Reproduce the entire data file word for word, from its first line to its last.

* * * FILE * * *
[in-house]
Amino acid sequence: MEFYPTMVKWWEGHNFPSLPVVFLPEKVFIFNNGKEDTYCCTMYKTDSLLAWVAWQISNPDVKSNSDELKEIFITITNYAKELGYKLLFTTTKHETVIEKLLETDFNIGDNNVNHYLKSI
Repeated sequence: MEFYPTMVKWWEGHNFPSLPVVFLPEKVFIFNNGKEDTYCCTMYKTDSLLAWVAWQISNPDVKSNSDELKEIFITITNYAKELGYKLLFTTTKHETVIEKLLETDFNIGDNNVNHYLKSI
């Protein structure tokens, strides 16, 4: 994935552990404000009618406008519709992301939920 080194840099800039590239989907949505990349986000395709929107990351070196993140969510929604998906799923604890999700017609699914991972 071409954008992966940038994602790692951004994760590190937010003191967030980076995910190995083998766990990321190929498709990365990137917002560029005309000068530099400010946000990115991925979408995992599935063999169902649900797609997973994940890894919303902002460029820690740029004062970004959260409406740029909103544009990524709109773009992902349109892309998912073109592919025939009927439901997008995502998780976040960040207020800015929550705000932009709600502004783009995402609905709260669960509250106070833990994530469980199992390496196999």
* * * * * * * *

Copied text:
[in-house]
Amino acid sequence: MEFYPTMVKWWEGHNFPSLPVVFLPEKVFIFNNGKEDTYCCTMYKTDSLLAWVAWQISNPDVKSNSDELKEIFITITNYAKELGYKLLFTTTKHETVIEKLLETDFNIGDNNVNHYLKSI
Repeated sequence: MEFYPTMVKWWEGHNFPSLPVVFLPEKVFIFNNGKEDTYCCTMYKTDSLLAWVAWQISNPDVKSNSDELKEIFITITNYAKELGYKLLFTTTKHETVIEKLLETDFNIGDNNVNHYLKSI
């Protein structure tokens, strides 16, 4: 994935552990404000009618406008519709992301939920 080194840099800039590239989907949505990349986000395709929107990351070196993140969510929604998906799923604890999700017609699914991972 071409954008992966940038994602790692951004994760590190937010003191967030980076995910190995083998766990990321190929498709990365990137917002560029005309000068530099400010946000990115991925979408995992599935063999169902649900797609997973994940890894919303902002460029820690740029004062970004959260409406740029909103544009990524709109773009992902349109892309998912073109592919025939009927439901997008995502998780976040960040207020800015929550705000932009709600502004783009995402609905709260669960509250106070833990994530469980199992390496196999």